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OK, I give up. Apart from being a TV programme, what's QI?
Point taken, my previous post could be read as quite abrasive. Perhaps some explanation is due. At work I suffer from a lot of missives written in language like the flyer above, ('maps' or 'frameworks' where there are really detailed plans or outline ones, new workers are 'onboarded' people 'go forward' to the future and other such tosh. )
And you are quite right, after a while one learns that this gobbledygook is symptomatic of a low information content, and not to waste time and read on. Which does indeed mean I will miss out if it happens the idea is a good one, but poorly presented.
Now, my day job is assessment of risk management and legal compliance of public services (and, by connection, I get involved with assessing and auditing quality management, although that's not my real area). I also deliver training in this area, and gawd knows safety management and legal compliance is one of the most boring subject in the world to be trained in - and quality management is another. So I have similar feelings to Mike but from a different angle, I think what's important when we deliver information and training is that we must clearly identify what the listeners' problem is that needs solving, and how what we're proposing solves it. Then we can get into the nerdy bits (and I write that as a self confessed SMS nerd). I did revisit the linked page to check before writing this - it's not at all clear that it's going to be "problem" > "proposed approach" > "evidence / argument that this will be a (better) solution", which is what makes an appealing presentation. It comes across as "proposed approach" only, which is why it's written in the language it is. If I were to advertise one of my courses by describing the content I would equally expect the target audience to describe it as "gobbledygook", as with all technical jargon it only makes sense when you understand the issue.
Ok, so what about those who are in the field who use the jargon themselves? They will still only want to attend (assuming that they have some level of experience) if they think it's going to help them solve a problem, so the same rule applies.
As the old advertising guidance advises - "sell the sizzle, not the sausage"!
It's actually exactly the same issue as we have as engineers when we talk about technology - it's very easy to get carried away with the technology and forgetting that what the potential listener is interested in is what the problem is that that technology is trying to solve - and, indeed, giving some level of confidence that it will actually solve it.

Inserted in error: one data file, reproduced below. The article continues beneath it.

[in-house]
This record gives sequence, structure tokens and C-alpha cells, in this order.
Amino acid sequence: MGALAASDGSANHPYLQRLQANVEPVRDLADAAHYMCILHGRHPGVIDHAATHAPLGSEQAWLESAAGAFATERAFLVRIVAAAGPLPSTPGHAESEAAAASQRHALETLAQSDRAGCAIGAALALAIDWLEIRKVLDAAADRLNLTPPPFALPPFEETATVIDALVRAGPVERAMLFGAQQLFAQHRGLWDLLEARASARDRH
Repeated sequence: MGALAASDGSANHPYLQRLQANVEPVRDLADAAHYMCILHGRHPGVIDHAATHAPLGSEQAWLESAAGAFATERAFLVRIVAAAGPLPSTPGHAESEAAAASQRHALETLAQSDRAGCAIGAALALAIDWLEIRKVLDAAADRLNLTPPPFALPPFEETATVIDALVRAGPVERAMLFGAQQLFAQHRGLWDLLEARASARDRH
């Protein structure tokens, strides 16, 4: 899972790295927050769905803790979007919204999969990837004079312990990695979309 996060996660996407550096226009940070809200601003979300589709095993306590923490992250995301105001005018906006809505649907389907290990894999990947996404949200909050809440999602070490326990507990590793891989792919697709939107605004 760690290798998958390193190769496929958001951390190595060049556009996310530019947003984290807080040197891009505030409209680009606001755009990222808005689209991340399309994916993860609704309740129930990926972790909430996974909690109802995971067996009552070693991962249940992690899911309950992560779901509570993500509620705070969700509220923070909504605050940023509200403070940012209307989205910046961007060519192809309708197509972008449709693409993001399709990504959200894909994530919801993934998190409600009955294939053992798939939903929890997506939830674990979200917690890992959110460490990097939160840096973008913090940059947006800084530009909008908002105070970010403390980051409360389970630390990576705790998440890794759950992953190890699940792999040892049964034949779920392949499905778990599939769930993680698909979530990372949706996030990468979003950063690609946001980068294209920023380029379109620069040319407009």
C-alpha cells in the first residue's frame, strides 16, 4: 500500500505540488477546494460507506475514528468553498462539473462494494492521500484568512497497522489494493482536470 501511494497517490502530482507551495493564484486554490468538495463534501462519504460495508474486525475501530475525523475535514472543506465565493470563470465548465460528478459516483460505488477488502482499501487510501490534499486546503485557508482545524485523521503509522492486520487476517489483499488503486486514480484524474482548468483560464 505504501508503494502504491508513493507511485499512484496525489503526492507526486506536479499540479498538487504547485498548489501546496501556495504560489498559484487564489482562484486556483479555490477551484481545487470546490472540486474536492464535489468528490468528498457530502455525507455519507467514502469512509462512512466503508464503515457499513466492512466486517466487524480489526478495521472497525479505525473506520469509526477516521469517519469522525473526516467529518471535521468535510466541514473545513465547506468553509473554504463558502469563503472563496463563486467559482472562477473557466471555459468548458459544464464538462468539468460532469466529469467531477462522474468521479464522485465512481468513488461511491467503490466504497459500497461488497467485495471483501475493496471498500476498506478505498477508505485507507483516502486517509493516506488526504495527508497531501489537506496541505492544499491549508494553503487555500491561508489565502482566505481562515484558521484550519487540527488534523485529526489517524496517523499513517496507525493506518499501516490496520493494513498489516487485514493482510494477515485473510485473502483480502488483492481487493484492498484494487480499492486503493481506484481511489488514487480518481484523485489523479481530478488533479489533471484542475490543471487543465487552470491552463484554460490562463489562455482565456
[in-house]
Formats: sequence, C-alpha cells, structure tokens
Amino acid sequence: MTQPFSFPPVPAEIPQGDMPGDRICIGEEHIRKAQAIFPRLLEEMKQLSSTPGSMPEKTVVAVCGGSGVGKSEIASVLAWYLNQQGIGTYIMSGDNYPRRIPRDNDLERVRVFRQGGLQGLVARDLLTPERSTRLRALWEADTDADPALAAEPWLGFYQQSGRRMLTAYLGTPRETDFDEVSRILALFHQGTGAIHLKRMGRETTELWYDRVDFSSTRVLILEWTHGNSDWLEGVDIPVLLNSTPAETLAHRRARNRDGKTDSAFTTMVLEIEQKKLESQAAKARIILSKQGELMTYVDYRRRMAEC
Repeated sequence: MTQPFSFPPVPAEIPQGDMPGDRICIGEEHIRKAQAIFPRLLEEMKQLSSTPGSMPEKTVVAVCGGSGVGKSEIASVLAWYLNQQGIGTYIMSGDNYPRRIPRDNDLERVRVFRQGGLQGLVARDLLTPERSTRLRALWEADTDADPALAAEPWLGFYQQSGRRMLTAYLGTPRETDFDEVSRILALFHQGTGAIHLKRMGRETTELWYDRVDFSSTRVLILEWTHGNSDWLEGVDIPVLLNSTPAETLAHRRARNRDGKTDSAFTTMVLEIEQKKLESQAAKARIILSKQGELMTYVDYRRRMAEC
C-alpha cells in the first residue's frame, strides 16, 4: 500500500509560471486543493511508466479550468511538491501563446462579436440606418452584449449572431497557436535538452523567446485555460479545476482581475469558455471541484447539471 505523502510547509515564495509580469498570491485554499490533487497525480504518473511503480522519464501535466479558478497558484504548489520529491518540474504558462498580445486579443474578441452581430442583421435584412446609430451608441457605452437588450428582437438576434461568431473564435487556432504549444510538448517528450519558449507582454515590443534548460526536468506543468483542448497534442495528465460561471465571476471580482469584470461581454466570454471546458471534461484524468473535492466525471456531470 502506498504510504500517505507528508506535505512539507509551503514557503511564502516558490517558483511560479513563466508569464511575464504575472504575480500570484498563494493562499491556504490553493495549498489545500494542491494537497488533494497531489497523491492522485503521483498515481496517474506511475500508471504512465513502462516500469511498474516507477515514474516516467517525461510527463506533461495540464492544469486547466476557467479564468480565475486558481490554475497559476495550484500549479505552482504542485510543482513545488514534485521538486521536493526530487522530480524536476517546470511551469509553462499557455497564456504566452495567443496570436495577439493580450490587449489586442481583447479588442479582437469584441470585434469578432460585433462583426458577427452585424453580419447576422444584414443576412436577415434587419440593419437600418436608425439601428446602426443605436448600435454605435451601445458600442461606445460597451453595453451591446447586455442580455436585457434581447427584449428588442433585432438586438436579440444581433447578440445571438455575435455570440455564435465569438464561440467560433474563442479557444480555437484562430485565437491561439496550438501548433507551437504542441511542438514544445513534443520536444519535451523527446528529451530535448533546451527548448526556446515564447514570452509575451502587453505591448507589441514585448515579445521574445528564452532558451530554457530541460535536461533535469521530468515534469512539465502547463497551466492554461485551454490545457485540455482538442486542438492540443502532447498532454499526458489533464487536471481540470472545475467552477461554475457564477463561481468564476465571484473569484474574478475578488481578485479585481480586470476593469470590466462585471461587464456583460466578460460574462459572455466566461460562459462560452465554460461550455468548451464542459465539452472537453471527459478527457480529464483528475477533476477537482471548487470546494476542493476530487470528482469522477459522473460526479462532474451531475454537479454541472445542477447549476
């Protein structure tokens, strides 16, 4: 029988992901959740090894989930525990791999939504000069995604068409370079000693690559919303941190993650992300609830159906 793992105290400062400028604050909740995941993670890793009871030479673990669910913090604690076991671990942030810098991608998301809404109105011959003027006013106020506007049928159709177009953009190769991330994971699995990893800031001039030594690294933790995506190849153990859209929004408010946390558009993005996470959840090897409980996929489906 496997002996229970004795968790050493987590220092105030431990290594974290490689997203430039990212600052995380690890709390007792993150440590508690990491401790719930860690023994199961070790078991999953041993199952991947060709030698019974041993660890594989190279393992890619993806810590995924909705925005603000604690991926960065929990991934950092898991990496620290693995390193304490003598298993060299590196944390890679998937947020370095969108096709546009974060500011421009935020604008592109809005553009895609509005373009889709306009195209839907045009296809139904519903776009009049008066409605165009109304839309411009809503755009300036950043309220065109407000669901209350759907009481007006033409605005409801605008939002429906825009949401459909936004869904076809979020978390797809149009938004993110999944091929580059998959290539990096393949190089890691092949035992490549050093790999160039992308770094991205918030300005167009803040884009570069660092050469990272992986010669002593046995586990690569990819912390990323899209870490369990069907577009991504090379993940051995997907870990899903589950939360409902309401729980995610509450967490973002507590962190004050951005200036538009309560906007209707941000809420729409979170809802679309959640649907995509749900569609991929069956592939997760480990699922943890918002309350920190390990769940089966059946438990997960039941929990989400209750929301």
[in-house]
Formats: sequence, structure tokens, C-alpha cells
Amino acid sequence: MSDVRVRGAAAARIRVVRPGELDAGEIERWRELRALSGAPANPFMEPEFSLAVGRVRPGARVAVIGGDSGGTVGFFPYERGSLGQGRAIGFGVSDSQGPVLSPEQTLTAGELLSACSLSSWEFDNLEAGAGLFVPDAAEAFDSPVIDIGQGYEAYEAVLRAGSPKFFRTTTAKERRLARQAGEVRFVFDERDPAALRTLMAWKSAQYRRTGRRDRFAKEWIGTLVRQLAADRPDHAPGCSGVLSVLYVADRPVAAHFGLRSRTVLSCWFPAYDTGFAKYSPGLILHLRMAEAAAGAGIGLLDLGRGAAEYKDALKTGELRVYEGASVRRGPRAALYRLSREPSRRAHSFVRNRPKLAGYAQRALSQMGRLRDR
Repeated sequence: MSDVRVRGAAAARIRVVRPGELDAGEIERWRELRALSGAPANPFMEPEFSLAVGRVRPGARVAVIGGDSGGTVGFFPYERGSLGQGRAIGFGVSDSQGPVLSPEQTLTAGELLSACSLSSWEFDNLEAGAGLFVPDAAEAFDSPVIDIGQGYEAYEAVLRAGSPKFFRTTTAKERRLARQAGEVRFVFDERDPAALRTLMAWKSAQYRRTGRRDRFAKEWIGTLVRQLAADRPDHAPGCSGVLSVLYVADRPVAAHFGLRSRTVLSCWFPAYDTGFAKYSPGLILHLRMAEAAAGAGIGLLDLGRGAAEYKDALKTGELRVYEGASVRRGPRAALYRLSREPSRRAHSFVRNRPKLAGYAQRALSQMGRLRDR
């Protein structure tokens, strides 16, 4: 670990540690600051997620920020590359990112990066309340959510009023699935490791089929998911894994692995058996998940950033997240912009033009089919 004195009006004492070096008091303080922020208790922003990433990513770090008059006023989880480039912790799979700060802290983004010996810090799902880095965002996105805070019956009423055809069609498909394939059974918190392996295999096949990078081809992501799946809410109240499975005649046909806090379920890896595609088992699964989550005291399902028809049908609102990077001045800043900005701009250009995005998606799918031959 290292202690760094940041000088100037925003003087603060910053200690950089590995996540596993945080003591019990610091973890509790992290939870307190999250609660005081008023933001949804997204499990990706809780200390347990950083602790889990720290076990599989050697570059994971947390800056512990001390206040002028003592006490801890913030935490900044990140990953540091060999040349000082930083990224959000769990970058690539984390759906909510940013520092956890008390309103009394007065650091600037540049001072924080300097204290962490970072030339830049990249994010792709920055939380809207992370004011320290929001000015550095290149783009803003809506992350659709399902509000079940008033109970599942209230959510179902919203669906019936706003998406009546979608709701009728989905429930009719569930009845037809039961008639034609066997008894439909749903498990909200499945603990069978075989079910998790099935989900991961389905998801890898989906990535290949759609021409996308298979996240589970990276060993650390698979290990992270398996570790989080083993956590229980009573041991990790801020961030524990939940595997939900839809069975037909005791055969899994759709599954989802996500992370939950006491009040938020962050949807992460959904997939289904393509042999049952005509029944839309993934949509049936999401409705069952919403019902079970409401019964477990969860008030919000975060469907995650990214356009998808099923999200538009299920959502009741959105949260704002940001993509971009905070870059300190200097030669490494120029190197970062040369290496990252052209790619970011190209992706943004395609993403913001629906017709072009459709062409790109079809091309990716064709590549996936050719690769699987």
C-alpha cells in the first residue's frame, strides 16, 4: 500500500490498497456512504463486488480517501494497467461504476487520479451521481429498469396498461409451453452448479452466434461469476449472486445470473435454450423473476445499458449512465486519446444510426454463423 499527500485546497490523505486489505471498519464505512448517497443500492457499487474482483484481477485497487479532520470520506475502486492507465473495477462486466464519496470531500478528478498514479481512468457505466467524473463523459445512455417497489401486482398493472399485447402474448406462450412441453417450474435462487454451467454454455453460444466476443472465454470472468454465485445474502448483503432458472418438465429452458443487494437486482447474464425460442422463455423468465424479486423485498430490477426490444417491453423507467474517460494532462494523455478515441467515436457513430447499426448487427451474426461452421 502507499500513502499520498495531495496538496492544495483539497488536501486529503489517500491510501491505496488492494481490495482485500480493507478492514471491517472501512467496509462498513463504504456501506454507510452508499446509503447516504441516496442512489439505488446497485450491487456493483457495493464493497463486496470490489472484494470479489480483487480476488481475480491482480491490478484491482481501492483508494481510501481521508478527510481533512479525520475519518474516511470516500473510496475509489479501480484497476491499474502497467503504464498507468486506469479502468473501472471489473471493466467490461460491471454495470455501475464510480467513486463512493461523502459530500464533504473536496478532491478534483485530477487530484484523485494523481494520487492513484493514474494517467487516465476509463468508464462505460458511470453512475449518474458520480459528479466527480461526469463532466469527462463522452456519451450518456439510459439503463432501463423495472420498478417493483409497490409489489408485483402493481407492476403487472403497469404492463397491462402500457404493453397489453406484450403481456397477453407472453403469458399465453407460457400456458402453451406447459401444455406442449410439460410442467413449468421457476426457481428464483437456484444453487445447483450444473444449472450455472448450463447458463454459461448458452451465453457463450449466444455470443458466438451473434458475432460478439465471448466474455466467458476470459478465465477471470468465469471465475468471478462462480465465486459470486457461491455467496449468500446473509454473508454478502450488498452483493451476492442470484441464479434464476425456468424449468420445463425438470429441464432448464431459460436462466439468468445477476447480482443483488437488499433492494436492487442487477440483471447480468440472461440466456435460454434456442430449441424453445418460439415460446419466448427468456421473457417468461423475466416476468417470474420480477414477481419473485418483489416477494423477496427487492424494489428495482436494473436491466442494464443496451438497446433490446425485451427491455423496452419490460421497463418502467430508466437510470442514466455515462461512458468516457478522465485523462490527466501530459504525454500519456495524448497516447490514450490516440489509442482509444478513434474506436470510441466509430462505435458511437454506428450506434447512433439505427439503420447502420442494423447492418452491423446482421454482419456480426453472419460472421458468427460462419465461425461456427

Mike, I do disagree with you about jargon though, we all use jargon, managers say that engineers use jargon to confuse things, engineers say that managers use jargon to make them sound cleverer and more dynamic than they are. My experience is that both viewpoints are wrong, all professionals use jargon in their professions, typically to distinguish between areas which seem to the outsider to be the same. And that's fine, provided they remember who their target audience is when they're writing. I'd probably use all the examples you'd list if I was talking to a project manager or a resource manager, because it would mean we'd all know precisely what we're talking about, but I probably wouldn't use them to another engineer - any more than I'd talk about "inductive coupling" or "reactive impedance" to a project or resource manager. (Good discussion at the Repair Cafe I volunteer at yesterday about the technical distinction between "buggered" and "knackered"! Translation for project managers: "we have identified a non-conformance which we are working to resolve", and "the system has failed and will require the development of a forward looking road map for a replacement system" )
I exclude of course the more irritating of the "sales and marketing executive" type of course who absolutely do use jargon to cover the fact that they have no idea what it is they're selling or why! And, back to the point, we do need to be careful not to confuse their output (which I'm sure this link isn't) with the genuine use of correct technical terms in the right context, but which miss the fact that the intended audience may not be familiar with those terms. But does also put an onus on us when writing to use jargon appropriately.
Apologies. Re-reading, I was probably rather "out of order" with the tone of my earlier post. It was certainly not meant to be personal - only a comment on the style.
Do not be put off, but please realise that at least one of us is (sometimes) grumpy, and (always) from Yorkshire, and that tends to influence the writing somewhat !
Sorry also about the iff - I fear it is what happens when you spend a lot of the day time with professional mathematicians, so maybe that is my sort of language/ audience misjudgement.
As per Andy's Engineering meta-language I can relate to those examples - certainly in the labs here the air turns quite blue sometimes when things are going badly, and it is not stray HV electrons that can cause that, - but there are definite meanings to certain terms that lie outside the normal lexicon - and that is before we get to some of the ex-mil types expressing extreme disappointment - they certainly have a language all their own.
But, seriously, point noted & I'll try and be more careful.
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